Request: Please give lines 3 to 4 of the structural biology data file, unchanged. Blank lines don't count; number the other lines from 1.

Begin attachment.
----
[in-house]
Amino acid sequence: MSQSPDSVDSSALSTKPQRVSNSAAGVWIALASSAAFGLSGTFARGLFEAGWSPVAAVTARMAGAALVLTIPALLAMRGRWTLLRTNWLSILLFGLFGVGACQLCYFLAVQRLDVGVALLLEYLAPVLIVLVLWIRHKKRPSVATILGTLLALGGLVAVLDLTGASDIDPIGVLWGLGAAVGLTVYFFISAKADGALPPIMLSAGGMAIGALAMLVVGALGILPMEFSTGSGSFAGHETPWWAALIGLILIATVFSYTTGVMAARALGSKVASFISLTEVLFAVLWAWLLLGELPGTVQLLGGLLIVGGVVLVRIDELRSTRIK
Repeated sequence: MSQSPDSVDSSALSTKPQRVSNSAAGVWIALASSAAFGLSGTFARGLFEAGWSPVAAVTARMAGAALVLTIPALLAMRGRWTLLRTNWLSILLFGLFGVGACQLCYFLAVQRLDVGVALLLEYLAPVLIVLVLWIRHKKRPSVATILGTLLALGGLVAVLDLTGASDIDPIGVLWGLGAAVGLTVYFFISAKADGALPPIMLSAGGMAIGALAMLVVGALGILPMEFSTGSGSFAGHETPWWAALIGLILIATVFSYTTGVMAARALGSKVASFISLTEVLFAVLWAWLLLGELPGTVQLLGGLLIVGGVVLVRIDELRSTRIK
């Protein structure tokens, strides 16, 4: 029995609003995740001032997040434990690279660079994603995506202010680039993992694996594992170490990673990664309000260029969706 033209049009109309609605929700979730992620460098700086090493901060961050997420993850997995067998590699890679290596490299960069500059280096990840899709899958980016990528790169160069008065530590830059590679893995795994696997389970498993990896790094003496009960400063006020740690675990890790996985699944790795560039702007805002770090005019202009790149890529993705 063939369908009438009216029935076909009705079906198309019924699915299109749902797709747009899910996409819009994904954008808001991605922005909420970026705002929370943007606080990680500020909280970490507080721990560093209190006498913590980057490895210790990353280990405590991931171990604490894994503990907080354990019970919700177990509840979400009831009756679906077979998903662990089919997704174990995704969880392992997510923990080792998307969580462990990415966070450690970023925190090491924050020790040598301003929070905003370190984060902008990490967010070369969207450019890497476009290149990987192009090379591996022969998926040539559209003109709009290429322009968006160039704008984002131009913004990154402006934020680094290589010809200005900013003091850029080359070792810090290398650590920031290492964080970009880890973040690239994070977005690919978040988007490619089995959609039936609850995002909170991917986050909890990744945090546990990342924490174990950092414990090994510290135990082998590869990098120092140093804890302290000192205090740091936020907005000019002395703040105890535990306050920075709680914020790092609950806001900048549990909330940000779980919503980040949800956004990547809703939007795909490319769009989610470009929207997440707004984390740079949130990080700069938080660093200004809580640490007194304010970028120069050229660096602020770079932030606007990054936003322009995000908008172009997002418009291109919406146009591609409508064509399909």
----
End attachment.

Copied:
Repeated sequence: MSQSPDSVDSSALSTKPQRVSNSAAGVWIALASSAAFGLSGTFARGLFEAGWSPVAAVTARMAGAALVLTIPALLAMRGRWTLLRTNWLSILLFGLFGVGACQLCYFLAVQRLDVGVALLLEYLAPVLIVLVLWIRHKKRPSVATILGTLLALGGLVAVLDLTGASDIDPIGVLWGLGAAVGLTVYFFISAKADGALPPIMLSAGGMAIGALAMLVVGALGILPMEFSTGSGSFAGHETPWWAALIGLILIATVFSYTTGVMAARALGSKVASFISLTEVLFAVLWAWLLLGELPGTVQLLGGLLIVGGVVLVRIDELRSTRIK
């Protein structure tokens, strides 16, 4: 029995609003995740001032997040434990690279660079994603995506202010680039993992694996594992170490990673990664309000260029969706 033209049009109309609605929700979730992620460098700086090493901060961050997420993850997995067998590699890679290596490299960069500059280096990840899709899958980016990528790169160069008065530590830059590679893995795994696997389970498993990896790094003496009960400063006020740690675990890790996985699944790795560039702007805002770090005019202009790149890529993705 063939369908009438009216029935076909009705079906198309019924699915299109749902797709747009899910996409819009994904954008808001991605922005909420970026705002929370943007606080990680500020909280970490507080721990560093209190006498913590980057490895210790990353280990405590991931171990604490894994503990907080354990019970919700177990509840979400009831009756679906077979998903662990089919997704174990995704969880392992997510923990080792998307969580462990990415966070450690970023925190090491924050020790040598301003929070905003370190984060902008990490967010070369969207450019890497476009290149990987192009090379591996022969998926040539559209003109709009290429322009968006160039704008984002131009913004990154402006934020680094290589010809200005900013003091850029080359070792810090290398650590920031290492964080970009880890973040690239994070977005690919978040988007490619089995959609039936609850995002909170991917986050909890990744945090546990990342924490174990950092414990090994510290135990082998590869990098120092140093804890302290000192205090740091936020907005000019002395703040105890535990306050920075709680914020790092609950806001900048549990909330940000779980919503980040949800956004990547809703939007795909490319769009989610470009929207997440707004984390740079949130990080700069938080660093200004809580640490007194304010970028120069050229660096602020770079932030606007990054936003322009995000908008172009997002418009291109919406146009591609409508064509399909």